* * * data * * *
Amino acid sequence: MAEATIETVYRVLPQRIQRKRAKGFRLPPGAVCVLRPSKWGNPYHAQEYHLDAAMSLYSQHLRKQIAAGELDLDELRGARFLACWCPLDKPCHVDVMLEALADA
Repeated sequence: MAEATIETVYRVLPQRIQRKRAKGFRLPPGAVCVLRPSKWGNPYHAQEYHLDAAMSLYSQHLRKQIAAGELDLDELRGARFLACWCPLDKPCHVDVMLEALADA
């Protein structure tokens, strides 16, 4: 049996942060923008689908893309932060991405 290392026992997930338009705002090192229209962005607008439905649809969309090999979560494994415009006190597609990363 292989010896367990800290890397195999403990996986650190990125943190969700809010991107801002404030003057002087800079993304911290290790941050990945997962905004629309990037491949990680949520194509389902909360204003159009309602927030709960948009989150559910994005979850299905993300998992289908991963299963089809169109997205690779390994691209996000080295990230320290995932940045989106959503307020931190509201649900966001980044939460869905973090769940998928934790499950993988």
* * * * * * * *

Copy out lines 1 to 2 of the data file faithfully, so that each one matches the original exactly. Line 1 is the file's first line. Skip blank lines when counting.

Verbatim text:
Amino acid sequence: MAEATIETVYRVLPQRIQRKRAKGFRLPPGAVCVLRPSKWGNPYHAQEYHLDAAMSLYSQHLRKQIAAGELDLDELRGARFLACWCPLDKPCHVDVMLEALADA
Repeated sequence: MAEATIETVYRVLPQRIQRKRAKGFRLPPGAVCVLRPSKWGNPYHAQEYHLDAAMSLYSQHLRKQIAAGELDLDELRGARFLACWCPLDKPCHVDVMLEALADA